Planning and designing the new West Hawaii shelter and offices is taking longer than expected, a Hawaii Island Humane Society official said Friday.
The good news, Executive Director Donna Whitaker said, is shelter officials have already raised about 20 percent of funds needed for the first two phases of the three-phase project. They need $5 million to complete the dog park, three-pavilion dog shelters, a cat barn for house cats, the main offices, welcome center and an educational area and already have $1 million raised, Whitaker said.
“I would really like to thank the community for their patience,” Whitaker said, noting when officials first purchased the land in 2010, they were expected to open at least the dog park to the community within about a year. “It’s because we’re being so careful with the planning.”’
She’s now hoping for construction to begin before 2015, with that year as the goal for the new office to open.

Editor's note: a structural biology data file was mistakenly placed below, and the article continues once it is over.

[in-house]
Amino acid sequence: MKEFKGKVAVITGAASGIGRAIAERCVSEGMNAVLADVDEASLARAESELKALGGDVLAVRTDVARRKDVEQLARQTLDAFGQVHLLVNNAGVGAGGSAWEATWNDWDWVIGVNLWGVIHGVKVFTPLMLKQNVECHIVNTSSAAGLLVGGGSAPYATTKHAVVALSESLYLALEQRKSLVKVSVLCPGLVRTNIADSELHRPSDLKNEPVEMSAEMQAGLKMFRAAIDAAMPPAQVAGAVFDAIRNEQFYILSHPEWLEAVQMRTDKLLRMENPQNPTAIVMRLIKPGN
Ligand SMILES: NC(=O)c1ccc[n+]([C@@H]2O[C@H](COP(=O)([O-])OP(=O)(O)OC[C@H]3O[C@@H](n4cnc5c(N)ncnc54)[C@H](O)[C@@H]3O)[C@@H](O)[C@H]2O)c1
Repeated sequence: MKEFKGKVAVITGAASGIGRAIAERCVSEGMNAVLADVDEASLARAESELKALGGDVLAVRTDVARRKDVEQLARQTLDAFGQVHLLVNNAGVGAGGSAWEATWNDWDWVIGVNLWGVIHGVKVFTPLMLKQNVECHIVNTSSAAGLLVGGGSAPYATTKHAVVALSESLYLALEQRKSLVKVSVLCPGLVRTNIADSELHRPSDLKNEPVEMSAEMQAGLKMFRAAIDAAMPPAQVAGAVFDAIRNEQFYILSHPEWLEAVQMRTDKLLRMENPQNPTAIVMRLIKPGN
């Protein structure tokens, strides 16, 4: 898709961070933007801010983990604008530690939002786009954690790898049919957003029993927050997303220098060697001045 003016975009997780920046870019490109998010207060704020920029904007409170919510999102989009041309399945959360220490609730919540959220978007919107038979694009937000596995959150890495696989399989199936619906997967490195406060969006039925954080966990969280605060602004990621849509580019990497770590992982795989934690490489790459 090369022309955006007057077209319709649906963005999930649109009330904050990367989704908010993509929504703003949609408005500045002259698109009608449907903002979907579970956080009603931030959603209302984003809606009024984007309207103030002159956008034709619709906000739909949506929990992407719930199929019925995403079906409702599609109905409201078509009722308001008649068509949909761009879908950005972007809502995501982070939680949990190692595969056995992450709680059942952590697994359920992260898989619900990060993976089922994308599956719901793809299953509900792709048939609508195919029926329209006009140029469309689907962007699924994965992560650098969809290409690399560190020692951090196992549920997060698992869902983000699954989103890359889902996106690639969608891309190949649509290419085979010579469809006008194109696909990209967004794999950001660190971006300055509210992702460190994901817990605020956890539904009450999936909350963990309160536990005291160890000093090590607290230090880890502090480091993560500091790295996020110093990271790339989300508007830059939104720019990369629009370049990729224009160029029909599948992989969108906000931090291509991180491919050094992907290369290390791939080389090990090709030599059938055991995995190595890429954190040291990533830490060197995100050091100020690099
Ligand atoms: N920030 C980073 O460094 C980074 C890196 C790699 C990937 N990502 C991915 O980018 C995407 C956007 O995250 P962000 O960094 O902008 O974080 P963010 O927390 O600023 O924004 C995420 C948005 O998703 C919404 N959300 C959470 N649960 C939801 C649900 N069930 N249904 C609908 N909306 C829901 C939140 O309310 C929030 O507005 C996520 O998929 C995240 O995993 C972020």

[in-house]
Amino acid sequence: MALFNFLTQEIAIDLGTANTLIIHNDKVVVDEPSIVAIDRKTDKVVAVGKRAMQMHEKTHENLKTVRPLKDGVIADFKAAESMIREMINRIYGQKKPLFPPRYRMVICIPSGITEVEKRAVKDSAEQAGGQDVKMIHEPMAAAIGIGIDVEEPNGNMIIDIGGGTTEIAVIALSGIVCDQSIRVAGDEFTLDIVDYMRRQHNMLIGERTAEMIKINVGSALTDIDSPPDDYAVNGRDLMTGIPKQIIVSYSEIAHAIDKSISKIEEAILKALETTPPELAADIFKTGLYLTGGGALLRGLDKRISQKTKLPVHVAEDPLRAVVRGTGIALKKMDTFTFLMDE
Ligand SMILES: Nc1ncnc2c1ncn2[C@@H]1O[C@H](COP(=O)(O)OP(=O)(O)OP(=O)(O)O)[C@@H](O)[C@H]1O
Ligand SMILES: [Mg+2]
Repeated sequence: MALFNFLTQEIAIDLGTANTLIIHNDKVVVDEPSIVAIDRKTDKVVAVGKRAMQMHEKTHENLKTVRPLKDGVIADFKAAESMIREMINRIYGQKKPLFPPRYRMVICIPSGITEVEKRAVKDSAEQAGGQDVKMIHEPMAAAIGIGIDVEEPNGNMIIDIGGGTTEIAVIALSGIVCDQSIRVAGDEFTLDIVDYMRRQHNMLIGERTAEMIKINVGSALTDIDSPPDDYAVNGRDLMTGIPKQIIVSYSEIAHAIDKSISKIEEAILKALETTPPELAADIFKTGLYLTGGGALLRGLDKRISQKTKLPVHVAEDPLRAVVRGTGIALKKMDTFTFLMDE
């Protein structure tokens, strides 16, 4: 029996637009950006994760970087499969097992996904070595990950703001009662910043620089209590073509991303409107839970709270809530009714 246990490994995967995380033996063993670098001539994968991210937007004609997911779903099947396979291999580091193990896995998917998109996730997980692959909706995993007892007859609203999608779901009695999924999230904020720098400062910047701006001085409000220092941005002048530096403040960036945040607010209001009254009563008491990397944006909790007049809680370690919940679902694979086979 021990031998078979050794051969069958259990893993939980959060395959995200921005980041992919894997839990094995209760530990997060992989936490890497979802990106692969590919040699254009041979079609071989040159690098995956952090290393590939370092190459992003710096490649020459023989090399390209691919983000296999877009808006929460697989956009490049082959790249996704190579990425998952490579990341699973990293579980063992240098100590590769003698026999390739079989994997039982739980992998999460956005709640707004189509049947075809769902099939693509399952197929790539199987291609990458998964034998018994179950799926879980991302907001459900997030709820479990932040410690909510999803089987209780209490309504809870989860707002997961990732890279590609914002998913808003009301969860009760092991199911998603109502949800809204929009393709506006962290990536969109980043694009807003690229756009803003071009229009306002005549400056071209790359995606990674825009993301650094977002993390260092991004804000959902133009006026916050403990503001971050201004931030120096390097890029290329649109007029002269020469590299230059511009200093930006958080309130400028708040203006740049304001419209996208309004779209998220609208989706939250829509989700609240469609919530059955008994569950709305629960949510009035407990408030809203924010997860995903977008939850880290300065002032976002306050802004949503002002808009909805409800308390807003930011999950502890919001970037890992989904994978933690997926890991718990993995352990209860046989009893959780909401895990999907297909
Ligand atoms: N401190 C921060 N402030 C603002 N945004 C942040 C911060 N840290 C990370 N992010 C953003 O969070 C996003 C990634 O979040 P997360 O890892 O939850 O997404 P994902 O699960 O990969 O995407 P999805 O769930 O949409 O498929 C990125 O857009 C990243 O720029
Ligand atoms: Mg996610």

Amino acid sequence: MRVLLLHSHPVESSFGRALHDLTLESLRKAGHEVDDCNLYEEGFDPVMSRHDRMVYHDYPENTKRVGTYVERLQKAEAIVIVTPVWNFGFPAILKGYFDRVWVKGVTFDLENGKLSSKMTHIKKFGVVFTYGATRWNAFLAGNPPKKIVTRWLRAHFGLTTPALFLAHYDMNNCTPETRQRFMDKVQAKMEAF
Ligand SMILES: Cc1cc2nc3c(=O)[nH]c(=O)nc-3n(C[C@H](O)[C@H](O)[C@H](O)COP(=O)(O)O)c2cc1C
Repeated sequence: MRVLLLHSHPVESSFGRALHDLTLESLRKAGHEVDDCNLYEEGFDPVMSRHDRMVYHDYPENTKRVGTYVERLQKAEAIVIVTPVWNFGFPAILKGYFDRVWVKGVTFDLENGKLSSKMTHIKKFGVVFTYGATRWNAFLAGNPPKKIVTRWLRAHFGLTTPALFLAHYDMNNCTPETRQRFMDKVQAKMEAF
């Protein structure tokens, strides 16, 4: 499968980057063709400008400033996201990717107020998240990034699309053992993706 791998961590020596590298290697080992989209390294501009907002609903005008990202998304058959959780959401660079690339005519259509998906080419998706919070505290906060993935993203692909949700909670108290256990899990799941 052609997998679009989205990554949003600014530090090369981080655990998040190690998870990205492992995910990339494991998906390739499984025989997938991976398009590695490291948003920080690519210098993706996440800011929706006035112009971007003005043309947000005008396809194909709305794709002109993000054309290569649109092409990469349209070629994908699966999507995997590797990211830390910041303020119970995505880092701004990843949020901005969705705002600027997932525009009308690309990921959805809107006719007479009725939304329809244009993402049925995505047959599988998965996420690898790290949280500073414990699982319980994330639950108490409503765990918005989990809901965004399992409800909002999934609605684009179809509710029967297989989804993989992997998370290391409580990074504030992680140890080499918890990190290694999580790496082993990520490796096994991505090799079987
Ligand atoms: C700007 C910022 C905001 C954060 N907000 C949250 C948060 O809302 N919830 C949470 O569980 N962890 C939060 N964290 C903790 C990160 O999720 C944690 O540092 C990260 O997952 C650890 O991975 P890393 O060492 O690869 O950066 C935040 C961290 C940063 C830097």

The planning and design for the 12-acre facility at the former Fuku Bonsai location in Keauhou is turning out to be more complicated than expected, she said. Still, shelter officials are making progress, she added.
“We have one opportunity to do this right,” Whitaker said. “This will be there after you and I are gone.”
The first phase will be the dog park, plus the design work for renovating existing buildings, as well as infrastructure improvements. The second phase is the area to house dogs, the cat barn, the welcome center and educational area. Phase three, which will cost another $5 million, is designing and building a veterinary center and a facility for stray cats.
Whitaker said she won’t be asking the public for fundraising help, in forms like tree dedication and brick buying, until the organization has raised 80 percent of its goals. Right now, officials are applying for grants and approaching larger, private donors, for help, she said.
Right now, the humane society’s Kona offices are across the street from the Kealakehe Police Station, on 1 acre adjacent to the county’s greenwaste drop off area.
The Leeward Planning Commission in August 2011 approved the organization’s special permit to allow the shelter and associated buildings on agriculturally zoned land. Community members packed the meeting to show their support and about 60 people wrote letters encouraging the commission to grant the permit.
Whitaker said a combination of increasing adoptions and slightly decreased arrivals have contributed to declining numbers of animals being housed at the shelter.
“We’re very happy about that,” Whitaker said. “Our hope is we’re making progress in spaying and neutering.”